ID asked:

Was Siddhartha Gautama (The Buddha) more like Socrates/ Plato, or more like Rene Descartes, or neither one of these regarding the metaphysics (the reality) and epistemology (how we come to know) of THE TRUTH?

Answer by Peter Jones

Of the three philosophers you mention it seems to me that Socrates would be the most similar to the Buddha in both his approach and his worldview. Socrates’ views, as expressed by him or on his behalf, those that are available to us, would not obviously contradict the Buddha’s as recorded in the sutras, and neither would his practice-based approach to philosophy as the study of oneself. Perhaps Descartes would be most unlike the Buddha, consistent with his central role in European philosophy, for no Buddhist would agree that ‘cogito ergo sum’ would make a sound axiom, nor even a true one without some careful provisos and a decidedly non-Cartesian definition of terms. Plato I find confusing on many topics, but he and Descartes are two of the most significant philosophers in the Western tradition while Socrates seems rather too ‘mystical’ to be fully included, and this strongly suggests that the question is not too difficult to answer. Socrates seems to represent a much older and very different tradition of thought and practice, that from which the Buddha sprang.

As for metaphysics, the Buddha has very little to say about it, although here and there the odd remark can be found. Nevertheless, the sutras clearly imply a metaphysical theory even if they do not express it directly, and the worldview implied is later formalised as a metaphysical theory by Nagarjuna as the doctrine of Two Truths or Worlds, and so perhaps in metaphysics there is a sense in which Descartes have something significant in common with Nagarjuna, even if not the Buddha, in that both sought to present a systematic metaphysical argument for their worldview.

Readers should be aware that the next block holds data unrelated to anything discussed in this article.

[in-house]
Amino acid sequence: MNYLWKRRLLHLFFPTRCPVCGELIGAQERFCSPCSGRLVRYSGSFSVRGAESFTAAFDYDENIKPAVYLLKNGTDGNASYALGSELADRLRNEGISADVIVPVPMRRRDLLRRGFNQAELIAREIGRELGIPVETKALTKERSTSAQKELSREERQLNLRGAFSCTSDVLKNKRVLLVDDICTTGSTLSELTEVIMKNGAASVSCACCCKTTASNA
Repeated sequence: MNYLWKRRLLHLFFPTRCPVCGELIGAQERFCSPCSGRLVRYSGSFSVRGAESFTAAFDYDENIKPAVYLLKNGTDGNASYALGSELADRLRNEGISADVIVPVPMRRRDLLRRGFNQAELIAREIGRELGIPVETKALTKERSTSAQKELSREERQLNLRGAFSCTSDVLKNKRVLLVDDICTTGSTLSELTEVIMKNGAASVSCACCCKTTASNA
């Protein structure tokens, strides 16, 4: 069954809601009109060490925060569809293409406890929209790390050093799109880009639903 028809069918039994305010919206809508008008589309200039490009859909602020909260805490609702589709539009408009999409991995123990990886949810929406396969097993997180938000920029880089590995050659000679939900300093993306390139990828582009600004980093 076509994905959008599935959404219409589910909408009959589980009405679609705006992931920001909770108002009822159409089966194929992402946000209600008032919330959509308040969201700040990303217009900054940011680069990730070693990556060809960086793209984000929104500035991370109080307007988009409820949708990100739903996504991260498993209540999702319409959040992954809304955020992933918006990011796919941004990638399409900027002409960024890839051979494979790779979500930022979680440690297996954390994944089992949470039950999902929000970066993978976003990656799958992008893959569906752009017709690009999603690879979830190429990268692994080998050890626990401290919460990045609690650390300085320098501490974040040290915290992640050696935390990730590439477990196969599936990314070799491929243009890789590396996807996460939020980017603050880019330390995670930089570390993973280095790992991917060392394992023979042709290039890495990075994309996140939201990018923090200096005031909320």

It may be in relation to epistemology that their differences are most marked. The crucial question is: How do we know things? For Russell this is the most important question in philosophy. It is central in Buddhism, and it must be answered if we are ever to have secure knowledge. How did Descartes know ‘I think’, and thus think that he must certainly exist, and know this so well that he could confidently propose it as a secure axiom for a metaphysical theory? Can we really know something when we do not know how we know it? On this question the Buddha’s view seems profoundly dissimilar to that of Plato or Descartes, neither of whom offered an explanation for knowledge, while there may be no reason to suppose that his view was not quite similar to that of Socrates.

It seems clear at least that Socrates would have approved of the Oracle’s advice and that of the Buddha to ‘know thyself’ for anyone in search of ‘THE TRUTH’, as the question puts it, and would have concurred on the question of whether such knowledge is possible. Whereas Plato and Descartes appear to have preferred a different route, one by which our ability to know things remains to this day an enduring intellectual mystery, a problem mot just unsolved but apparently unsolvable. On the little evidence we have available to us it is possible to speculate that Socrates actually was a ‘buddha’, or it is difficult to dismiss this speculation, but this would not be a plausible idea for Plato or Descartes.